In the light of the Committee’s General comments no. 6 on the treatment of unaccompanied and separated children outside their country of origin and no. 7 on implementing child rights in early childhood, it recommends that the State Party:
A)TAKE MEASURES TO ENSURE THAT ALL CHILDREN BORN IN THE STATE PARTY HAVE THE LEGAL RIGHT TO BE REGISTERED AT BIRTH WITH A NAME REGARDLESS OF THEIR PARENTS’ CITIZENSHIP STATUS AND/OR COUNTRY OF ORIGIN, AND HAVE EQUAL ACCESS TO HEALTH CARE, PROTECTION, EDUCATION AND OTHER SOCIAL SERVICES.
9. IS THERE ACCESS TO JUSTICE AND A RIGHT TO A REMEDY?
Access to justice is a matter of significant importance, both in relation to remedying denials of the right to a nationality and other human rights violations faced by stateless children. In this regard, the full implementation of Article 12.2 of the CRC – one of the Guiding Principles of the Convention (See Section 2 of the Toolkit) – which states that:
“The child shall in particular be provided the opportunity to be heard in any judicial and administrative proceedings affecting the child, either directly, or through a representative or an appropriate body, in a manner consistent with the procedural rules of national law.”
Is extremely important.
Questions to be mindful of include:
- Do children who have been arbitrarily denied or deprived of a nationality, have access to legal recourse and a fair remedy?
- In such legal proceedings, are all procedural and substantive guarantees under international law in place? In particular, are the Guiding Principles of the CRC adhered to?
- Does this remedy include the retro-active granting of nationality?
- Does it include the provision of fair and adequate compensation?
- Do stateless children who are denied access to other human rights, also have access to legal recourse and a fair remedy, with all procedural and substantive guarantees in place?
If there are questions around access to justice and the right to a remedy in the country concerned, it may be important to draw this to the attention of the Committee through a submission.
It is also important to assess how this situation relates to the other 9 points in the Checklist. (e.g., in addition to there being challenges related to access to justice, is there a large stateless population in the country, is there a discriminatory legal framework, are there barriers related to the enjoyment of other human rights.)
SAMPLE OF RECOMMENDATIONS ISSUED BY THE COMMITTEE
In the light of its general comment No. 12 (2009) on the right of the child to be heard, the Committee urges the State party to:
(a) Ensure the incorporation of that right into all laws, policies and programmes relating to children, particularly regarding education, healthcare, the family environment, alternative care and the administration of justice;
(b)Guarantee that children are actively consulted and involved in the formulation and implementation of policies and programmes affecting them, and pay particular attention to the active involvement of children in vulnerable situations, including children with disabilities, minority children and stateless children;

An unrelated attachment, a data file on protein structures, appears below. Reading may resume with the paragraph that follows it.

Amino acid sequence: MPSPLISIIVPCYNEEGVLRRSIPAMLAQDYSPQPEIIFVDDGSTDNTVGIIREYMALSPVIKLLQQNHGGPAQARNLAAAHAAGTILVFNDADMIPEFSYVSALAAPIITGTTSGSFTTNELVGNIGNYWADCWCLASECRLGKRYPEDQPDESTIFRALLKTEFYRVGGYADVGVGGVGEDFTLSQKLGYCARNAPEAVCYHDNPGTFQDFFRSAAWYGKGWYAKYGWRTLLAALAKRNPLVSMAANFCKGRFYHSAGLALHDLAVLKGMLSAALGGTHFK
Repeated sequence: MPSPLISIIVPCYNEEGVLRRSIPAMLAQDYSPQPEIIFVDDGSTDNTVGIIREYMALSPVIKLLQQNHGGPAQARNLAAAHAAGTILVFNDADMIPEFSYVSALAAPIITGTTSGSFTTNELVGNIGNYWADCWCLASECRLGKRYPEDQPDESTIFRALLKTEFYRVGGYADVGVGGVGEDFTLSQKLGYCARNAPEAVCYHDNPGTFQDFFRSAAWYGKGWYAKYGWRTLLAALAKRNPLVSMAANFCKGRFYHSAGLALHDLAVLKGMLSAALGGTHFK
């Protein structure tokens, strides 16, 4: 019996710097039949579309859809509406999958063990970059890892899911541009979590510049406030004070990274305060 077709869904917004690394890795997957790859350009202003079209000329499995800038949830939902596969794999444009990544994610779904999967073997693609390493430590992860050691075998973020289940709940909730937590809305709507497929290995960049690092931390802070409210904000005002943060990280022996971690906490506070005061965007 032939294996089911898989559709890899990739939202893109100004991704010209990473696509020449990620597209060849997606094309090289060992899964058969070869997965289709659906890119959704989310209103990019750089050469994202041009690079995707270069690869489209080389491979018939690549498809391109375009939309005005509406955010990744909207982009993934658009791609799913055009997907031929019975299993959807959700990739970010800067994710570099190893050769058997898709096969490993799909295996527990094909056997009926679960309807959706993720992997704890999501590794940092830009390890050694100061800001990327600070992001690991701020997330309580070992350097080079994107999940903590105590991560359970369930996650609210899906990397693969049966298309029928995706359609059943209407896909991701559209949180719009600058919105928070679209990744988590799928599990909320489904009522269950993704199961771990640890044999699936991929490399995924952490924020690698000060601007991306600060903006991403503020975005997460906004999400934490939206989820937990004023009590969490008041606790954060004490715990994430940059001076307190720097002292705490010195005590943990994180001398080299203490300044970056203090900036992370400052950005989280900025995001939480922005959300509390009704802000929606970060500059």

(c)Develop awareness-raising programmes, including campaigns and the training of professionals working with or for children, to promote the meaningful and empowered participation of all children in judicial proceedings, in the school, the community, the family and alternative care settings.
The Committee strongly urges the State Party to:
(a) Ensure the restoration of nationality to all individuals, including children, born before the Constitution of 2010 who are affected by the Constitutional Court's Ruling of 23 September 2013.
The Committee urges that the State party to (…)
(b) Immediately reinstate full citizenship of children and their families who follow unrecognized religious denominations and ensure their equal access to public services, including issuance of official identity cards.
The Committee calls upon the State party to (…)
(c) Accelerate the reinstatement process for the Faili Kurd population, and provide Faili Kurd children with identification.
Bosnia and Herzegovina
The Committee recommends that the State party (…)
(d) Consider the expeditious adoption of its pending law on the right to legal aid free of charge, aimed at providing free legal aid for those unable to afford it, including persons in need of international protection, stateless persons, victims of trafficking and unaccompanied minors.
10. DO STATELESS CHILDREN IN THE COUNTRY BENEFIT FROM THE PROTECTION AND ENJOYMENT OF OTHER HUMAN RIGHTS ENSHRINED IN THE CRC?
While this toolkit focuses on the child’s right to a nationality and the protection from statelessness, it is also important, to where relevant, draw the attention of the Committee to other human rights challenges faced by children who are stateless (as a consequence of them being denied their right to a nationality). Significantly, while under international law, statelessness should not result in denial of enjoyment of basic human rights, in reality, this is often the case. It is important to ascertain therefore, if access to any other rights under the CRC and services related to the enjoyment of such rights is being barred or limited either in law or practice, because of not holding the nationality of the State under review? These include, but are not limited to: